Throughout nearly two hundred episodes, the show featured many supporting characters played by equally interesting performers. Often, they were cast in roles that were very atypical for them. In The Office we’ve seen Amy Adams, Kathy Bates, Will Ferrell, Idris Elba, Cloris Leachman (Oscar winner for The Last Picture Show), Jack Black, Jessica Alba, Will Arnett (voice of BoJack Horseman), Christian Slater, Jim Carrey, James Spader. An iconic moment is, of course, the meeting of the two managers of the show’s office – Steve Carell and his British “father,” Ricky Gervais. The character of Toby Flenderson, the HR representative, is also interesting. Hated by Michael, ignored by the rest of the employees, a bit pathetic and pitiable, Toby appears in the background in many episodes, played by… one of the producers and writers of the series – Paul Lieberstein. A great example of self-distance!

Jim's Office Pranks

One of the recurring motifs of the story is the rivalry and mutual dislike between Jim and Dwight. In the early seasons, Jim is laid-back and not very concerned about work, which is the complete opposite of Dwight’s attitude. Jim makes his work hours enjoyable by playing pranks and practical jokes on Dwight. His creativity and industriousness in this area reach new heights. My favorite prank is the one where Jim comes to work dressed and groomed exactly like Dwight. Dwight, lacking humor and situational awareness, starts lecturing about the seriousness of identity theft. Jim, amused, imitates Dwight, and when he hears Dwight’s threatening words, Jim stands up with a cry of “Michael!” and goes to complain to the office manager. This is typical behavior for Dwight, so the punchline of the joke comes from something entirely expected: Dwight stands up and with the same cry goes to the same place for the same purpose.

"That's What She Said!"

One of the favorite lines of the immature manager, Michael Scott, is “that’s what she said.” Michael uses it when he hears something that, in his opinion, a woman could say during an intimate moment. So every time Michael hears someone talking about something “big and juicy,” he can’t help but deliver this dry line. Whenever there’s a mention of thrusting movements or the release of some substance onto a surface, Michael triggers the “that’s what she said” protocol. What makes this interesting is the finesse and sensibility with which the writers use this motif. The line is said in similar circumstances, but its use each time is original and fits the situation. Sometimes the line is said out loud, other times Michael mutters it to himself. Jim knows about Michael’s “condition” and prompts him with the right lines when the manager should keep his tongue in check. Finally, after several seasons, other characters are aware of the line’s popularity and start using it themselves. The most charming and amusing is its utterance by usually polite and proper Pam (Beesly, later: Halpert), who is incredibly proud of finding the right context and saying the line before anyone else does.

Political Incorrectness

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I’m sure that today this show wouldn’t make it. Producers are sensitive to jokes about sexuality, race, religion, etc. The Office makes fun of everything, but in its essence, the only thing being insulted is people’s stupidity and ignorance, especially one person – Michael. The on-screen manager is a veritable fountain of stereotypical beliefs, limited knowledge, or incorrect thoughts, but it’s his character that’s truly the butt of the jokes. However, there are a few things today that no one would agree with. For example, in one episode, new employees arrive at the office. One of them is a young African American from a poor neighborhood. Michael receives information from management that one of the new hires is the subject of a manhunt. In a fit of mission and social justice, he decides to prove to everyone that the suspicion about this black guy is a result of stereotypical thinking about his community. He doesn’t even care that no one initially suspects the young, black, unknown employee of being a criminal. Michael embarks on a crusade against blindness and stereotypes. He forces his coworkers to acknowledge that “black” doesn’t mean “bad.” However, it turns out that the African American worker was indeed accused of theft and was the subject of a manhunt… Similar treatment can be expected for homosexuals, Asians, Indians, Mexicans, and representatives of all other now “untouchable” minorities. The key is a sense of distance!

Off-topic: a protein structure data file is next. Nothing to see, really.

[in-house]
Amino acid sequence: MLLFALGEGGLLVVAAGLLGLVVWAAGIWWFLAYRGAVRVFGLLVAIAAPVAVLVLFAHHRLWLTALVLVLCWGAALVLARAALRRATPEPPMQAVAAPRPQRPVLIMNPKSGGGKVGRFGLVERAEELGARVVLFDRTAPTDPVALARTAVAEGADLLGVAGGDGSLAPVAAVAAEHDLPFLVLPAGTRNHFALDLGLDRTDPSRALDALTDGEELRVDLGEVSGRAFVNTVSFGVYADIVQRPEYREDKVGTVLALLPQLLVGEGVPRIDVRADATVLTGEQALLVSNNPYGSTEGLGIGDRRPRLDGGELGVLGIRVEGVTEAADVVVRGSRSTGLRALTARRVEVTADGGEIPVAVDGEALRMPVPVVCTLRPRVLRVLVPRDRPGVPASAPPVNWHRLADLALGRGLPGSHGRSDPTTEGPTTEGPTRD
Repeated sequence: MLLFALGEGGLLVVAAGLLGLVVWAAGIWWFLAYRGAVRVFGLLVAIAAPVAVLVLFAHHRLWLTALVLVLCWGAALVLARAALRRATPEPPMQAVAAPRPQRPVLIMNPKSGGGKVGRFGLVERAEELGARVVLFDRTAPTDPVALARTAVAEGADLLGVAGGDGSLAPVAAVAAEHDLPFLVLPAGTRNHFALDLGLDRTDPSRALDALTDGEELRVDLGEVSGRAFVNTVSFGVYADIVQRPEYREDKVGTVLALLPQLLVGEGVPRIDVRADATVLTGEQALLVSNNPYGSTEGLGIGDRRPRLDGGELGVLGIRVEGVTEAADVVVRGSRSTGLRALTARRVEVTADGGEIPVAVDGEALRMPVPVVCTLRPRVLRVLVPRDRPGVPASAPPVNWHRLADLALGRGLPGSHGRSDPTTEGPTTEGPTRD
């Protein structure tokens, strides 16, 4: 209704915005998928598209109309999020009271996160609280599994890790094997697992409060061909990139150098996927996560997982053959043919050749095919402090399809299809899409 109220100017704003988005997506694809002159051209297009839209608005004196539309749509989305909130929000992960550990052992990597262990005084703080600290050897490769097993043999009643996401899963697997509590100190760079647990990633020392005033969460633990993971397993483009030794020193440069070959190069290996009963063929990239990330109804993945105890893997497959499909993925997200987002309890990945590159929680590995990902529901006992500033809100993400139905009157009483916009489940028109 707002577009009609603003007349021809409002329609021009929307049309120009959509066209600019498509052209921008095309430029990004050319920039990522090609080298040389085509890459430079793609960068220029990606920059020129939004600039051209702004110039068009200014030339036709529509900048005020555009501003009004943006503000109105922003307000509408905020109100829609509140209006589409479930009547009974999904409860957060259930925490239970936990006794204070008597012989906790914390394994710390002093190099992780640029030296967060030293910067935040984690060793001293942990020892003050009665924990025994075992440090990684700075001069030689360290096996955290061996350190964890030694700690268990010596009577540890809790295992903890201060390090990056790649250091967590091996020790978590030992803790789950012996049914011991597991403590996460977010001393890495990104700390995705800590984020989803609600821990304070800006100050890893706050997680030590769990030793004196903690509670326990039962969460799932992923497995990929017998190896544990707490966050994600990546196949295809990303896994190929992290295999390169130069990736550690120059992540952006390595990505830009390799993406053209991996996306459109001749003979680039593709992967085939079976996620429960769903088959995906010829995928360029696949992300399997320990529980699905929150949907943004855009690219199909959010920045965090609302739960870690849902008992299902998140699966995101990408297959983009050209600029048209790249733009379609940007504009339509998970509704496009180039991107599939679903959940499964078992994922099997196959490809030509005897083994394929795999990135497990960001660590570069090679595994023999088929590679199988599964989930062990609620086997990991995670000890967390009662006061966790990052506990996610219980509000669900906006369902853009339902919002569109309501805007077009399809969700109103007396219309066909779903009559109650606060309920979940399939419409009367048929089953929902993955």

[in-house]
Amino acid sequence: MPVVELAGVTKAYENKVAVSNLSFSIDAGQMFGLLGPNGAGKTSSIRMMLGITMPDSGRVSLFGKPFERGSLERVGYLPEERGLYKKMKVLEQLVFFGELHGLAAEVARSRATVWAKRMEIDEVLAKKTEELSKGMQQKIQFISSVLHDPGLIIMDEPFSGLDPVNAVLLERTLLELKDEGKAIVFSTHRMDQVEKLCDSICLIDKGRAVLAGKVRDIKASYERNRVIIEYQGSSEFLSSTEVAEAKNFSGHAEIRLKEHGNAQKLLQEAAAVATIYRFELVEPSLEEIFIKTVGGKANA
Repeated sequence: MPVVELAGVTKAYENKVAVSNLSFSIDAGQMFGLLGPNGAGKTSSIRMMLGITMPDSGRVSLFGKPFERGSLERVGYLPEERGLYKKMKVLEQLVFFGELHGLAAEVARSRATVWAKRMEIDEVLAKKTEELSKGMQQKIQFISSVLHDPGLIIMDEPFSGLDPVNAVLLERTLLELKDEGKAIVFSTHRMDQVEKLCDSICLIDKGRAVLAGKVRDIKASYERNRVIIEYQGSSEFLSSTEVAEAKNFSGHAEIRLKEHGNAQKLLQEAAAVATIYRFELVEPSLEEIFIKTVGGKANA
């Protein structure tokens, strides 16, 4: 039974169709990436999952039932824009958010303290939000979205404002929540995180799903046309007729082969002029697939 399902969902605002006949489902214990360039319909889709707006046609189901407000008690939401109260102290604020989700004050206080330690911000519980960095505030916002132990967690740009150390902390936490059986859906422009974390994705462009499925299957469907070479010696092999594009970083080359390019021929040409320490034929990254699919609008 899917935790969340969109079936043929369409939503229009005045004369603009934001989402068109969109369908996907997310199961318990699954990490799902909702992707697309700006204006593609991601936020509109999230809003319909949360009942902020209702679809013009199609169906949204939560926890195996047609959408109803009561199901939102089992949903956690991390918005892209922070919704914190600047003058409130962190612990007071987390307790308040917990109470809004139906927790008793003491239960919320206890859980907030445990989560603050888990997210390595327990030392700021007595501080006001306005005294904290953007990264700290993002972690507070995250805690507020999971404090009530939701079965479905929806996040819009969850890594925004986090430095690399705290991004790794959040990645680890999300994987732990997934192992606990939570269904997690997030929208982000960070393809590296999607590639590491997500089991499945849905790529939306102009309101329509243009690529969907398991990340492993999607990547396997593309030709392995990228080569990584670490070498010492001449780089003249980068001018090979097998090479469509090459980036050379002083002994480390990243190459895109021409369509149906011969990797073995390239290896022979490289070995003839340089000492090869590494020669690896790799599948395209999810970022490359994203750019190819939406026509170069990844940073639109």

Brief Moments of Gravity

Despite its entertaining, mocking, and often satirical nature, “The Office” had a few serious moments. This is particularly evident in the case of Michael, who over seven seasons slightly matures and grows somewhat wiser. Don’t expect a dramatic transformation; it’s a comedy from start to finish, but the later version of Michael reacts surprisingly well in a few situations where he would have acted foolishly before. When he realizes that his colleague Holly is his ideal partner, his behavior becomes slightly more rational. In a few scenes, you can see a hint of understanding and seriousness on his face (for which Steve Carell’s brilliant performance deserves applause). My favorite moment is when Jim, recently chosen as the assistant manager, confides in Michael about his thoughts on his new responsibilities. He admits that managing people and the office is more difficult than it seems. Michael has a short conversation with him, and during it, I couldn’t help but feel that the actors – Carell and Krasinski – momentarily stepped out of their roles, and their dialogue was completely serious. Of course, after a moment, everything returned to normal, but there were a few of these fleeting moments, and their placement and evanescence only added to their charm.


Are you fans of The Office? Or maybe this style of filming, this type of humor, these kinds of characters don’t resonate with you? Have you seen the British version, and do you think the American one doesn’t measure up? Let us know in the comments. Your favorite episodes, scenes, and lines are welcome.

Szymon Skowroński

Szymon Skowroński